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Kamis, 16 Juli 2015

'Wet Hot American Summer' goes back in time


That's three-time Oscar nominee Bradley Cooper, spectacularly cheesy in a pink shirt, teaching wide-eyed kids all about his passion for theater.
And yes, that's his stage partner Amy Poehler, equally giddy and every bit as exuberant, in the preposterous, eagerly anticipated Wet Hot American Summer: First Day of Camp. 
The 2001 cult movie about counselors at a sleep-away camp, a flop that morphed into an unlikely fan darling, returns  Friday on Netflix as an eight-episode prequel set earlier in the summer of 1981.  The original cast, including Paul RuddElizabeth Banks, Cooper and Poehler, is back for a hot-blooded romp at Camp Firewood, a low-rent institution in Maine. And they're joined by new additions including Jason Schwartzman,Josh CharlesLake Bell and Jon Hamm. More than a decade later, the actors play (slightly) younger versions of their original characters, clad in standout '80s garb: cut-off denim shorts, friendship bracelets and tube socks. Some spent only a day or two on set.
"We’d been talking about it in a sort of pie-in-the-sky kind of way for a really long time," says co-creator Mike Showalter. "Around the time of the 10-year anniversary of the movie, there were some retrospectives, (and) there was some excitement around this thing that keeps on going."
Schwartzman came on board after he geeked out over the original, which earned $295,000 at the domestic box office but had a steady afterlife on DVD and Netflix.
“I saw it shortly after it came out and it instantly was something I knew I’d be referring to and drawing on from here on out. It had a profound effect on me, to say the least,” he says. “It was a feature film that felt like anything could happen at any moment. That was an exciting thing for me to watch.”
Being on set, he says, was “super-surreal. I’m looking around at these people who have had a big impact on me as these characters. You need a character like my guy, a camp counselor who is a bit of a fuss bucket. He’s the guy who’s the same age as them in theory, but he would not get invited to hang out with them very often. He plays by the book. He likes having authority.”
Like the original, the series is truly an ensemble. Some of the actors have soared professionally — Cooper starred in last year's American Sniper, and Banks directed the summer hit Pitch Perfect 2 and has a key role in the blockbuster Hunger Gamesmovies.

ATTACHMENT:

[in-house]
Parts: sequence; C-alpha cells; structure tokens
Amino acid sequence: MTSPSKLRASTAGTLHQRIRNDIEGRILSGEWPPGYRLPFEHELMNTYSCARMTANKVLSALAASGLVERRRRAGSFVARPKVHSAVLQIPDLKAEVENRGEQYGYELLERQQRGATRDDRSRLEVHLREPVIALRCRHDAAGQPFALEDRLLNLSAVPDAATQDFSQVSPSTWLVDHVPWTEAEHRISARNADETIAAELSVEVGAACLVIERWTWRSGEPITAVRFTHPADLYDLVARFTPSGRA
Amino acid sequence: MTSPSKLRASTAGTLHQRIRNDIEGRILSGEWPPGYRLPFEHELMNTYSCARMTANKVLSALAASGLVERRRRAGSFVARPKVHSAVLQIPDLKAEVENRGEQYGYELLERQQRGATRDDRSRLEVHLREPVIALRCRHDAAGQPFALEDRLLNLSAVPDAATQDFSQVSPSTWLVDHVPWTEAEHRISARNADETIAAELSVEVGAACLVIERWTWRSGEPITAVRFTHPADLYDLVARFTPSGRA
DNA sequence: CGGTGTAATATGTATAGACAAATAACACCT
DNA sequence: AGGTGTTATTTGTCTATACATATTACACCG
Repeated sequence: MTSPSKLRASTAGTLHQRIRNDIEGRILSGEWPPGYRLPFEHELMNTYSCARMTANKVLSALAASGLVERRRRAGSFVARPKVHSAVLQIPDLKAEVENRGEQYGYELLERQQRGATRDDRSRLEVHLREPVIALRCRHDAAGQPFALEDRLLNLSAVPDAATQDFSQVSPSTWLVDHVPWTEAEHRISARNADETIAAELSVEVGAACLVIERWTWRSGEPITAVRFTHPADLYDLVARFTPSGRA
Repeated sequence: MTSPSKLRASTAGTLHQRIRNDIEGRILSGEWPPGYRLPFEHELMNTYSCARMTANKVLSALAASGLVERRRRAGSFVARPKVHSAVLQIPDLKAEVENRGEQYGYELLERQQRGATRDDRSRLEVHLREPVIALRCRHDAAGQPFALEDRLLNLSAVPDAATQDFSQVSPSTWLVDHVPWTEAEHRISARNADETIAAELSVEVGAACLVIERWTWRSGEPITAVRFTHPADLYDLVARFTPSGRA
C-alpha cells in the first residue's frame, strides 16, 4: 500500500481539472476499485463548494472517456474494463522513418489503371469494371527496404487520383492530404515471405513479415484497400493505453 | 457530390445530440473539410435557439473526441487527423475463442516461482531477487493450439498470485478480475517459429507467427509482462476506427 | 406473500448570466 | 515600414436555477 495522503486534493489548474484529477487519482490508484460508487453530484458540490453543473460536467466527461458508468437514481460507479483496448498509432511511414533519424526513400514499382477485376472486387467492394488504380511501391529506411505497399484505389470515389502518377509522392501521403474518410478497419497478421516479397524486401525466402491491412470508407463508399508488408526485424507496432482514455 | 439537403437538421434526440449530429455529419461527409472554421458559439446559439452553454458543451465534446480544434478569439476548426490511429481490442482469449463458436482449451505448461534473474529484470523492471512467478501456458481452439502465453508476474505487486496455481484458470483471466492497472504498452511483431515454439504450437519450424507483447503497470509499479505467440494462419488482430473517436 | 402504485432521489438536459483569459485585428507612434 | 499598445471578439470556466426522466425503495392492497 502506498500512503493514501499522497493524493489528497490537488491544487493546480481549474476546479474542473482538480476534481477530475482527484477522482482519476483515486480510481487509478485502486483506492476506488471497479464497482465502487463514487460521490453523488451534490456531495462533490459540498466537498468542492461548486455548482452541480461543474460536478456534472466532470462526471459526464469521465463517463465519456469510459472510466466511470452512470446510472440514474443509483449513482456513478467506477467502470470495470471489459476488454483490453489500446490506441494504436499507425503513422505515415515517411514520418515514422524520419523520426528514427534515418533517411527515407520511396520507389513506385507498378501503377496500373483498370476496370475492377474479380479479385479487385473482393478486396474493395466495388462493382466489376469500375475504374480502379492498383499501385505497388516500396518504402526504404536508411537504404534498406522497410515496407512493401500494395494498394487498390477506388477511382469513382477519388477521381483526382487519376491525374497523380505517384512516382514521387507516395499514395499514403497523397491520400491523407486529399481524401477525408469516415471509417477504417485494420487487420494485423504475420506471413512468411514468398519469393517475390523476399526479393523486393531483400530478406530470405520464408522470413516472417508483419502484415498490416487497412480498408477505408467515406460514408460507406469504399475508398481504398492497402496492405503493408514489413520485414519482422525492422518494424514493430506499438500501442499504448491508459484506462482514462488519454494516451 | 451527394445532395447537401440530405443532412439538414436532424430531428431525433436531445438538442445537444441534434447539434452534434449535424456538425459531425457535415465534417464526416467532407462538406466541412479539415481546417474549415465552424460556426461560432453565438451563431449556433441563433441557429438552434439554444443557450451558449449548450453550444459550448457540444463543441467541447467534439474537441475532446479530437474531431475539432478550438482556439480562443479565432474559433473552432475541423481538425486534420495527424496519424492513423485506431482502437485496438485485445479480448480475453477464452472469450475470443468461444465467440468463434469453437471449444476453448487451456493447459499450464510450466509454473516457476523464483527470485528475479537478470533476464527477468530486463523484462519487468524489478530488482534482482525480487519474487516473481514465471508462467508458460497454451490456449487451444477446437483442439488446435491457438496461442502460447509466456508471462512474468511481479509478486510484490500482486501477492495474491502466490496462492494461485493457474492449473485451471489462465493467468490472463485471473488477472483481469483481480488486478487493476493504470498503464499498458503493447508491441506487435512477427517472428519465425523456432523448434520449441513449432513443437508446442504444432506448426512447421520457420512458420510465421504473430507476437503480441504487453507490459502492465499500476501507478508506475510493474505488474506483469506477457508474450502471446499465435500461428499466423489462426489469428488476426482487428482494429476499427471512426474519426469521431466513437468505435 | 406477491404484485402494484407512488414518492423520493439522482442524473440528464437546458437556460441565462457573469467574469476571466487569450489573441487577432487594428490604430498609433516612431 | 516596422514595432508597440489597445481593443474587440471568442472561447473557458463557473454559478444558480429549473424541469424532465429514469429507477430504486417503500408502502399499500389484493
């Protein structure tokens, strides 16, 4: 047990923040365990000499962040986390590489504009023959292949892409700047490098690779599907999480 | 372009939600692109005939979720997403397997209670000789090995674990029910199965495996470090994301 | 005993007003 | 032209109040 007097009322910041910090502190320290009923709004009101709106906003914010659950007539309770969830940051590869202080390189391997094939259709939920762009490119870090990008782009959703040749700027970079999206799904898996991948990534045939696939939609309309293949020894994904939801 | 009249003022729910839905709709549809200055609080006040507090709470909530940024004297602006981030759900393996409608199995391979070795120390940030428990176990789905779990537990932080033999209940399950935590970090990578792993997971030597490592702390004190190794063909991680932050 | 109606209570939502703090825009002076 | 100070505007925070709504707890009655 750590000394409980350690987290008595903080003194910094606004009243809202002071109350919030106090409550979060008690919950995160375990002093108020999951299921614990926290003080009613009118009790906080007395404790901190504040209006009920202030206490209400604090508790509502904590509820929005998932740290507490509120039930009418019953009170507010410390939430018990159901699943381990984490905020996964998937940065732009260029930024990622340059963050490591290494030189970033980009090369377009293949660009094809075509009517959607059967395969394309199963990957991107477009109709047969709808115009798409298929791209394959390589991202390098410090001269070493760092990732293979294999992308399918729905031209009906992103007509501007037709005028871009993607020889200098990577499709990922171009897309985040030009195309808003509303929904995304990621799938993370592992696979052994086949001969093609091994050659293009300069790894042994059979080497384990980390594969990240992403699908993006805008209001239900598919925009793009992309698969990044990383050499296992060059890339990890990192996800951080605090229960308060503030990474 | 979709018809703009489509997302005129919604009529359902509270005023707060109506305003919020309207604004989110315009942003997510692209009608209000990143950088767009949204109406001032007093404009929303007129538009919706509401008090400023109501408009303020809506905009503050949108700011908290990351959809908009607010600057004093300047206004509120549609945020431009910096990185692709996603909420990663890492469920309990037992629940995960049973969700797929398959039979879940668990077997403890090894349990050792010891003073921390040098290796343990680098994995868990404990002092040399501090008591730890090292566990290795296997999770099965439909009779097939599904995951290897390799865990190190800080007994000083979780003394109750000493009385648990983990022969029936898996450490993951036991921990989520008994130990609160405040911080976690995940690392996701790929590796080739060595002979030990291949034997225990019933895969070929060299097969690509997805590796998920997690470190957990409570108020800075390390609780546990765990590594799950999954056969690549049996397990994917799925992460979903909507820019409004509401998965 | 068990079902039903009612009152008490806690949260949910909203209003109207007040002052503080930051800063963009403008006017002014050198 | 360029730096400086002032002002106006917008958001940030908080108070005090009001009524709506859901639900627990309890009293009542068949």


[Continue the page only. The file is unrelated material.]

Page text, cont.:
This time, summer kicks off at Firewood with the arrival of campers — who engage in a burp-off, among other misadventures — and an undercover reporter (Banks) set out to write an expos√©. One counselor (Bell) elicits lustful looks. Another (Rudd) preens and does push-ups. Ben and Susie (Cooper and Poehler) craft the mother of all theater productions, with the help of a washed-up stage veteran (John Slattery). And across the lake, a rival preppy counselor (Charles) seethes and plots.
Charles, who also is appearing on this season’s Masters of Sex, based his character, Charles Blake, on the villains from classic ‘80s movies such as Pretty in Pink and The Karate Kid. “Doesn’t he know that caviar and corn dogs don’t mix,” snarls Charles upon spying his girlfriend being wooed by Rudd.
Charles was a "big fan" of the original film. “My friends were in it and the idea to be with them, for a couple of weeks, giggling, was too good to be true,” he says. “I didn’t bother to ask questions.”
What did he take away from the experience? “That I love to laugh. I love doing comedy. And how fun it was to have a little bit of a hair extension with Blake? That wisp of blond, that frosted hair, it was the icing on the douche cake.”
Bell was a new mom when she turned up to play a teenager, after being offered the role by her friend David Wain, who wrote (with Showalter) and directed both Wet Hotprojects and appears as an Israeli soccer coach.
“This was the first job I did after giving birth. Because I am friends with most of the people on the cast, I felt it was a safe place to re-enter the world of acting. It was like family,” she says. “I was loopy on hormones. Having to play sexy time with my friends, it was hard to keep a straight face. I was breastfeeding between takes. I was feeling like a maniac. I hid behind my hair.”
In the original film, Michael Ian Black’s McKinley was in love with Cooper’s Ben — they wound up getting hitched by the lake. For him, coming back was a no-brainer.
Does he have any insights about Wet Hot American Summer's bizarre enduring appeal?
“I have no idea because it’s so stupid in the best possible way. Maybe it’s unabashed silliness. It’s so gleefully dumb. It’s so exuberant,” Black says. “If you’re looking for anything beyond what you’re seeing in front of you that very second, you’ll be disappointed. It exists moment to moment, just like youth.”

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